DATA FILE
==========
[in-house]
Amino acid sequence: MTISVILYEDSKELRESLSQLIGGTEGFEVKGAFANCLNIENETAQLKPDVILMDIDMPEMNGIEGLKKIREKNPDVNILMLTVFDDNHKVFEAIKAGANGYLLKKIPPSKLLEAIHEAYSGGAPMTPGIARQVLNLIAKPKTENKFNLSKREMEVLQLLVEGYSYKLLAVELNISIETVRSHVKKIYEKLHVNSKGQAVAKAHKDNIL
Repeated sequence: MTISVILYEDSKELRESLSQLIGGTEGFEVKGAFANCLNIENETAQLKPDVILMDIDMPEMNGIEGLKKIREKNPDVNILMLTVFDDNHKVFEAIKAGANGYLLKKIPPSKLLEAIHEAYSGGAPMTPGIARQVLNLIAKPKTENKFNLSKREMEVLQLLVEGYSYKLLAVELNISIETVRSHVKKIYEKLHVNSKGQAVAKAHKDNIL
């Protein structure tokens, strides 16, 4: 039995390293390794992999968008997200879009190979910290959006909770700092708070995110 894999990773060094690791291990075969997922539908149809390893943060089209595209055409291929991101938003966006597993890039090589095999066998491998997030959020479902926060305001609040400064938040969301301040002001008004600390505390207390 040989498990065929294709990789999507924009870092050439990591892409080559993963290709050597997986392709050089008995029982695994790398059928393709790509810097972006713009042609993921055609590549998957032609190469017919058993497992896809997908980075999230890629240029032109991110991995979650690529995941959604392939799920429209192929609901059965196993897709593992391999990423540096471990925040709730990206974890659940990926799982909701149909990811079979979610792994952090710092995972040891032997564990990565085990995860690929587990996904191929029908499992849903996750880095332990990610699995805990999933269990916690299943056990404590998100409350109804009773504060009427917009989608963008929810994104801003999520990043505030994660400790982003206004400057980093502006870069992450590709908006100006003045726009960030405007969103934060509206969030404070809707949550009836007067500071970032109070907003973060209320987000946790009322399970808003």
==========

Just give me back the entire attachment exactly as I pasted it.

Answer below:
[in-house]
Amino acid sequence: MTISVILYEDSKELRESLSQLIGGTEGFEVKGAFANCLNIENETAQLKPDVILMDIDMPEMNGIEGLKKIREKNPDVNILMLTVFDDNHKVFEAIKAGANGYLLKKIPPSKLLEAIHEAYSGGAPMTPGIARQVLNLIAKPKTENKFNLSKREMEVLQLLVEGYSYKLLAVELNISIETVRSHVKKIYEKLHVNSKGQAVAKAHKDNIL
Repeated sequence: MTISVILYEDSKELRESLSQLIGGTEGFEVKGAFANCLNIENETAQLKPDVILMDIDMPEMNGIEGLKKIREKNPDVNILMLTVFDDNHKVFEAIKAGANGYLLKKIPPSKLLEAIHEAYSGGAPMTPGIARQVLNLIAKPKTENKFNLSKREMEVLQLLVEGYSYKLLAVELNISIETVRSHVKKIYEKLHVNSKGQAVAKAHKDNIL
């Protein structure tokens, strides 16, 4: 039995390293390794992999968008997200879009190979910290959006909770700092708070995110 894999990773060094690791291990075969997922539908149809390893943060089209595209055409291929991101938003966006597993890039090589095999066998491998997030959020479902926060305001609040400064938040969301301040002001008004600390505390207390 040989498990065929294709990789999507924009870092050439990591892409080559993963290709050597997986392709050089008995029982695994790398059928393709790509810097972006713009042609993921055609590549998957032609190469017919058993497992896809997908980075999230890629240029032109991110991995979650690529995941959604392939799920429209192929609901059965196993897709593992391999990423540096471990925040709730990206974890659940990926799982909701149909990811079979979610792994952090710092995972040891032997564990990565085990995860690929587990996904191929029908499992849903996750880095332990990610699995805990999933269990916690299943056990404590998100409350109804009773504060009427917009989608963008929810994104801003999520990043505030994660400790982003206004400057980093502006870069992450590709908006100006003045726009960030405007969103934060509206969030404070809707949550009836007067500071970032109070907003973060209320987000946790009322399970808003």